How curried sausage won the Cold War: A hyperbolic treatise on Currywurst

Any attempt to explore another country’s unique culture will invariably lead to an extensive look into its food. One could, conceivably devote an entire blog to the history of German cuisine, the traditions associated with holiday dishes or perhaps even point out that former President John Fitzgerald Kennedy proclaimed himself to be a jelly filled donut on June 26, 1963 while visiting Berlin. There is so much out there, and yet I have reluctantly decided to leave such a daunting task to the other ex-pat bloggers for the two important reasons: 1.) I’m getting rather hungry and could not offer an objective insight into the vast assortment of succulent, savory sausages, cooked to a golden-brown, fresh out of the pain still sizzling with the juices running down the…(sorry, lost my train of thought there) and 2.) I am not entirely sure how to spell most of the foods and my spellchecker is not exactly Deutsch friendly. To that end, I decided to delve into the sub-culture of fast food beginning with my personal favorite: Currywurst.

When I was four years old, I visited my grandfather in Virginia. Most of the memories are a blurry haze involving very large people with very large voices telling me to remove foreign objects from my nose, etc. There is one memory that still rings today with remarkable clarity and that was a trip to McDonalds. I was well aware that I was far from my hometown in Massachusetts. In fact, I estimated my distance to be somewhere between a gazillion and a bajillion miles away. Despite this vast distance, I discovered this McDonalds was exactly the same! From Ronald McDonald to the Hamburgler to that purple looking thing that confused me, all my friends were there to greet me. Suffice it say, I felt right at home when I realized that my cheeseburger and fries tasted exactly the same as the McDonalds in “massatussits. “ This was my first deep understanding into the corporate homogeneity of the fast food industry. As I got older and traveled the world, I observed that a Big Mac in Tokyo tastes pretty much same as a Big Mac in London. The only culture behind fast food seemed to be the culture of commercialism served with heaping spoonful’s of familiarity. My wide eyed astonishment as a child morphed into an apathetic, mind numbing acceptance that this was the nature of the fast food beast.

My first foray into German fast food began with a currywurst stand in Cologne. I had, of course, heard of currywurst. One cannot spend more than a week in Germany without being introduced to a food so ingrained in German culture. With the help of a lovely lady I am proud to now call my wife, I ordered my first serving. I was armed with a tiny plastic fork and as I took my first bite, I came to realization that it has taken me roughly thirty six years to recapture that wide eyed, culinary enthusiasm. Sure, I have had pork sausage before and I have certainly had my share of something similar to this tangy red sauce. I even had the privilege to have tried curry powder a few times in my life. The individual components that make currywurst are nothing spectacular or unique. Yet, clearly this is a food where the whole is greater than the sum of its individual parts.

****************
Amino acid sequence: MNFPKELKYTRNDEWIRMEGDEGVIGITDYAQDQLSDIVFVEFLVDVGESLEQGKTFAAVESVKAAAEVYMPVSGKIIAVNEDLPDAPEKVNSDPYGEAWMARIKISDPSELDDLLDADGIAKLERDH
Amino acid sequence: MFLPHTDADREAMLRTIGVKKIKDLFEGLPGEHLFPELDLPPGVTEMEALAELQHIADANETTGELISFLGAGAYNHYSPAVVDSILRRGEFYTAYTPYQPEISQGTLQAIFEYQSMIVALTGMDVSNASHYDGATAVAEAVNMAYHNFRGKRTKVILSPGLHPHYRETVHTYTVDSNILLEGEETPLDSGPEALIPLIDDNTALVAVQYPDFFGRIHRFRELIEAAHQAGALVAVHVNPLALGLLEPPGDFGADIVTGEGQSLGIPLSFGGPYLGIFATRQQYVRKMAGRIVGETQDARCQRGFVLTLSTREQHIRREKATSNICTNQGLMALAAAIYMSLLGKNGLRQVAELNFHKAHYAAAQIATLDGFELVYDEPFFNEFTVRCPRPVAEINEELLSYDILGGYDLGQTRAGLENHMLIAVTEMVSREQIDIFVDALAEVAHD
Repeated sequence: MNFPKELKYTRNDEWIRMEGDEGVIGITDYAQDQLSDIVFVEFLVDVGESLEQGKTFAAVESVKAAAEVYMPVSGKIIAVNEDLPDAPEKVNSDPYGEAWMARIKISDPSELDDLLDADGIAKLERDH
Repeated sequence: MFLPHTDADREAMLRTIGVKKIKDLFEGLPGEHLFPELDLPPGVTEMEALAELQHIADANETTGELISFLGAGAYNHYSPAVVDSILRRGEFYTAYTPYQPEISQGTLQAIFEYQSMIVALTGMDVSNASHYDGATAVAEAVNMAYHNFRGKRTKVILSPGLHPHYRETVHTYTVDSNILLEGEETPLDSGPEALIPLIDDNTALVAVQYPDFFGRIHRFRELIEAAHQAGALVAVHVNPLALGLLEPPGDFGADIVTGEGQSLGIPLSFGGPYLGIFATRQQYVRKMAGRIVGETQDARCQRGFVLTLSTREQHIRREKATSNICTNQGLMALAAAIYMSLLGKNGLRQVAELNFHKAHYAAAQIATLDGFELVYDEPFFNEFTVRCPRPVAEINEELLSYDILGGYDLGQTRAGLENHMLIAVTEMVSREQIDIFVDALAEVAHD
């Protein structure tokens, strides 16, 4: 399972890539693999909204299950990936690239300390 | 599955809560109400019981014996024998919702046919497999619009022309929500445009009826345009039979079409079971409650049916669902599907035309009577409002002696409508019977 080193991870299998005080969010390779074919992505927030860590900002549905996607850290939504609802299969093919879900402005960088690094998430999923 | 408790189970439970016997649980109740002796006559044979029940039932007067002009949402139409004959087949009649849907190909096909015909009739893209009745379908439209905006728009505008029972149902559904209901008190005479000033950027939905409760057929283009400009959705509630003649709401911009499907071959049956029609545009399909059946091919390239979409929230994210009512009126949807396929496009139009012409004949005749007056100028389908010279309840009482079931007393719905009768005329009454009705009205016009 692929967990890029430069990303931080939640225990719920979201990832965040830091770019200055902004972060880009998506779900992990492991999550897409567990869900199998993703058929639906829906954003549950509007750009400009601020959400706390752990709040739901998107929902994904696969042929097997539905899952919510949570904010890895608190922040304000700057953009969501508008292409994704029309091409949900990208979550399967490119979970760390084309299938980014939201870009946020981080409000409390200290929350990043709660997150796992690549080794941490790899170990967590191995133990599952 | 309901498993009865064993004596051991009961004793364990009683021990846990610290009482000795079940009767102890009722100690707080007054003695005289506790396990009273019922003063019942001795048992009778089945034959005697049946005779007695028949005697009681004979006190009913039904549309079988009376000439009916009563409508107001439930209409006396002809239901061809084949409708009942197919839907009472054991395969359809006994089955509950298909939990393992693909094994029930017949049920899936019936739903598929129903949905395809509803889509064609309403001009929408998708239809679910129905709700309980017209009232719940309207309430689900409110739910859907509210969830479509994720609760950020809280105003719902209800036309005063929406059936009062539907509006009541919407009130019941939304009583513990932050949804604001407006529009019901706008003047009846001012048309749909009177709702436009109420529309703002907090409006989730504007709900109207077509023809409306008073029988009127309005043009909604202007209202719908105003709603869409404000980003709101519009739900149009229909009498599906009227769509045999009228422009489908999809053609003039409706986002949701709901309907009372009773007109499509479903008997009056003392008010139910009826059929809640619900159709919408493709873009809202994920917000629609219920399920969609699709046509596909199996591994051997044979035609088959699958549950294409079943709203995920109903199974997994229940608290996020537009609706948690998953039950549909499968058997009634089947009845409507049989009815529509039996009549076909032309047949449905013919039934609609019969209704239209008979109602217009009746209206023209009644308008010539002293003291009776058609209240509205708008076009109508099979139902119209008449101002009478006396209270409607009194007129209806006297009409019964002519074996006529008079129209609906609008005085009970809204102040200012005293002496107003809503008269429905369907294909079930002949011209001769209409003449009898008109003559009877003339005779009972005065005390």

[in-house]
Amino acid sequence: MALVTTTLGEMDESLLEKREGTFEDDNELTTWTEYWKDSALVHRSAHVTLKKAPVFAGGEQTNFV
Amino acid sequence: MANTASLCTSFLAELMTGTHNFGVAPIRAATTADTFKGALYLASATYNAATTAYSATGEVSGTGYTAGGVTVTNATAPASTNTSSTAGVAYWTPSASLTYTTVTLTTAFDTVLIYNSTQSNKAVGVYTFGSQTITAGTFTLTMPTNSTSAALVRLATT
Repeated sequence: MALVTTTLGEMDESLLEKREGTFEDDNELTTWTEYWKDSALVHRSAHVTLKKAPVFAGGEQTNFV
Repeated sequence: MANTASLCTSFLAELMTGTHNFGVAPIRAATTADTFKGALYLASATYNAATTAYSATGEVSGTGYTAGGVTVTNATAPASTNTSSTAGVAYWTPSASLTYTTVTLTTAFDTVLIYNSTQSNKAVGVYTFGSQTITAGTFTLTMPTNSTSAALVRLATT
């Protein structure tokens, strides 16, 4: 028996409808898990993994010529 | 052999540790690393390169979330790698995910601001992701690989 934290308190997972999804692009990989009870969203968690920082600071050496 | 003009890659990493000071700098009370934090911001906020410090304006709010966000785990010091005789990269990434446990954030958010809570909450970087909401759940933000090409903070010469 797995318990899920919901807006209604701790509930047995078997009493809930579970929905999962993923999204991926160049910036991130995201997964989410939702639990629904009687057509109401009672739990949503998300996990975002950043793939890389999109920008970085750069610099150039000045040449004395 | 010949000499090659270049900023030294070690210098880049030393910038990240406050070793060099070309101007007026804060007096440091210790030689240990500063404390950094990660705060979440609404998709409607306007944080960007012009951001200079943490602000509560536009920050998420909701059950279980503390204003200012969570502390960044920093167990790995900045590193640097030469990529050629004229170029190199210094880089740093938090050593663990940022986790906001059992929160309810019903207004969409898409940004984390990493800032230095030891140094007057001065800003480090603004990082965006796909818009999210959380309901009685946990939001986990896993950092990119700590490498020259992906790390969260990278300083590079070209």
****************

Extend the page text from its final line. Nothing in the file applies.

Hello, beautiful. I’ve missed you.

To the casual observer, this may look like ordinary, run of the mill ketchup, but no, part of the charm of currywurst is that unique, “not-quite-ketchup” sauce. Sure, it is ketchup based, but everyone has their own creative spin on what makes a good sauce. A good amount of curry powder is sprinkled on top and if the line of people isn’t too long, a person can be eating within two minutes of placing the order. There is nothing prepackaged and sitting under a heat lamp either. Part of the joy in the currywurst experience is watching it being prepared.  It can be served stand-alone, with bread or in my case, with French fries. I felt I experienced Germany on a level as significant as the Cologne Cathedral or the Brandenburg Gate. Before one would dismiss this as hyperbole, the following should be considered:


In a 12 Round Cage Match with Ronald Mcdonald, my money is on this guy.

Currywurst was even the subject of a Novel by Uwe Timm that was later made into a film.


And of course, the bards have sung of this uniquely German food as well.


With a nation divided, this seemingly simple fast food was one of the few common denominators between East and West. When the Berlin wall fell in 1989 and Germany was suddenly a nation reunited, one had a choice between the Western-with-skin or the Eastern-without-skin currywurst. Perhaps currywurst didn’t win the cold war after all, but I would like to think it made it a bit more palatable or as noted food critic Thomas Platt once said, “currywurst was the warm meal of the cold war.”

Germany of course has Mcdonalds, Burger King and KFC, but I will often walk (yes, walk…another blog post begging to be written) that extra half a kilometer for currywurst. No two currywurst stands are quite the same and I have yet to experience any of that dreaded commercialized homogeneity.


3 thoughts on “How curried sausage won the Cold War: A hyperbolic treatise on Currywurst

  1. “In a 12 Round Cage Match with Ronald Mcdonald, my money is on this guy.”
    I don’t know… the Currywurst dude doesn’t look like he could attempt a round-house kick to the head and Ronald has some big-ah-able-body clown shoes.

  2. I still contend currywurst-man’s boa constrictor vice grip attack would trump Ronald’s roundhouse kick. When Chuck Norris goes to sleep, he checks under his bed for currywurst man.

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